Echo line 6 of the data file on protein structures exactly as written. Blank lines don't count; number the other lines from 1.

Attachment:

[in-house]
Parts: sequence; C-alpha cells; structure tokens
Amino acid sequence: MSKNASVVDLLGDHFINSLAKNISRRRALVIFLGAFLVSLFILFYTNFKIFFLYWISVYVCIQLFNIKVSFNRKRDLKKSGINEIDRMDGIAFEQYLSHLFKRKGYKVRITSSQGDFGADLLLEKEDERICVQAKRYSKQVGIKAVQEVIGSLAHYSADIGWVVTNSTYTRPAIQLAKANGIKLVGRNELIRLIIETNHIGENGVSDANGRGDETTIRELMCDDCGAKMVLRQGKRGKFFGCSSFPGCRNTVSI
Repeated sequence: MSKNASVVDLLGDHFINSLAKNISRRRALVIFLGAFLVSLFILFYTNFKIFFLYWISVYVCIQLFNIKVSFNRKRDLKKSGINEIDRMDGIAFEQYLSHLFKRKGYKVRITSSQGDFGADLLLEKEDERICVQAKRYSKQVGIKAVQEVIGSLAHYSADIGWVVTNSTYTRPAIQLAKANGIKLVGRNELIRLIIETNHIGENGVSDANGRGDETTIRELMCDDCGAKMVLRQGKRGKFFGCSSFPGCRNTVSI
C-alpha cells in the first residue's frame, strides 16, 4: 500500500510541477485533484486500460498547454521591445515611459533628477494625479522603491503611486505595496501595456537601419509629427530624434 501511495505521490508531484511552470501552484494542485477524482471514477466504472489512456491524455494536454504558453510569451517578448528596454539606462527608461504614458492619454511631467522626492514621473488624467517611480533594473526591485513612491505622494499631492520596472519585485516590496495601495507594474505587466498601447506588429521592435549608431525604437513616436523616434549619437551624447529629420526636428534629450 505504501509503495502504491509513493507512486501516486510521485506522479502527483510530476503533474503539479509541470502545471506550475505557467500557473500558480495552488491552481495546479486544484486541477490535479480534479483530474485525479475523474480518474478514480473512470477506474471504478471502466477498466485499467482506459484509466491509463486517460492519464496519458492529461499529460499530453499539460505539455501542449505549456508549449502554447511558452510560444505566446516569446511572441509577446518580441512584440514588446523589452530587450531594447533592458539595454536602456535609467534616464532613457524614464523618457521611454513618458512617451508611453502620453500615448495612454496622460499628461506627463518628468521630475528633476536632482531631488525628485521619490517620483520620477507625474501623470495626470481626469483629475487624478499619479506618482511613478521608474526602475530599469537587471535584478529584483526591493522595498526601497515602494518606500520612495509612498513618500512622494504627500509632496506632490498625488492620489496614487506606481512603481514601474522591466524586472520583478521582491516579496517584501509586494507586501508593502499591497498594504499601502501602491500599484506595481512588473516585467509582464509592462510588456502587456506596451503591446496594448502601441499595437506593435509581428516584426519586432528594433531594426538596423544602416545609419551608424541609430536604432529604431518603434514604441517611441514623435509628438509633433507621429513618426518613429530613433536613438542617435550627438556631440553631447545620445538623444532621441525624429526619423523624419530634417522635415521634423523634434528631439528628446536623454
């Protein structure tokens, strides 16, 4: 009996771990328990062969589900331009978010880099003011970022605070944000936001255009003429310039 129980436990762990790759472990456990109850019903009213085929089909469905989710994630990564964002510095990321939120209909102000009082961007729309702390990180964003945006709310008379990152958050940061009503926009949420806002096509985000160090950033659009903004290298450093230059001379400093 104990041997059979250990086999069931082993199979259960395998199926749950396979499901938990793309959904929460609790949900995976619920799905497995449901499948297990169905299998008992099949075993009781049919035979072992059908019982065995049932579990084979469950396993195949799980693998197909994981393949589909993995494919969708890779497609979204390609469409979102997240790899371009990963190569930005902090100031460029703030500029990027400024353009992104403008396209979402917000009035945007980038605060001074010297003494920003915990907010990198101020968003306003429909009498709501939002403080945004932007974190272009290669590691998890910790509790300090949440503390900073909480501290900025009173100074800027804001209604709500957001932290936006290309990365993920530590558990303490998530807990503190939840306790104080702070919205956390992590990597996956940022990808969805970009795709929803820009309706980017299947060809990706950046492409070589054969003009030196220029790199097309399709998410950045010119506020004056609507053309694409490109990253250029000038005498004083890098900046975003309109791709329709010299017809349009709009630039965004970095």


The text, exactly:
């Protein structure tokens, strides 16, 4: 009996771990328990062969589900331009978010880099003011970022605070944000936001255009003429310039 129980436990762990790759472990456990109850019903009213085929089909469905989710994630990564964002510095990321939120209909102000009082961007729309702390990180964003945006709310008379990152958050940061009503926009949420806002096509985000160090950033659009903004290298450093230059001379400093 104990041997059979250990086999069931082993199979259960395998199926749950396979499901938990793309959904929460609790949900995976619920799905497995449901499948297990169905299998008992099949075993009781049919035979072992059908019982065995049932579990084979469950396993195949799980693998197909994981393949589909993995494919969708890779497609979204390609469409979102997240790899371009990963190569930005902090100031460029703030500029990027400024353009992104403008396209979402917000009035945007980038605060001074010297003494920003915990907010990198101020968003306003429909009498709501939002403080945004932007974190272009290669590691998890910790509790300090949440503390900073909480501290900025009173100074800027804001209604709500957001932290936006290309990365993920530590558990303490998530807990503190939840306790104080702070919205956390992590990597996956940022990808969805970009795709929803820009309706980017299947060809990706950046492409070589054969003009030196220029790199097309399709998410950045010119506020004056609507053309694409490109990253250029000038005498004083890098900046975003309109791709329709010299017809349009709009630039965004970095």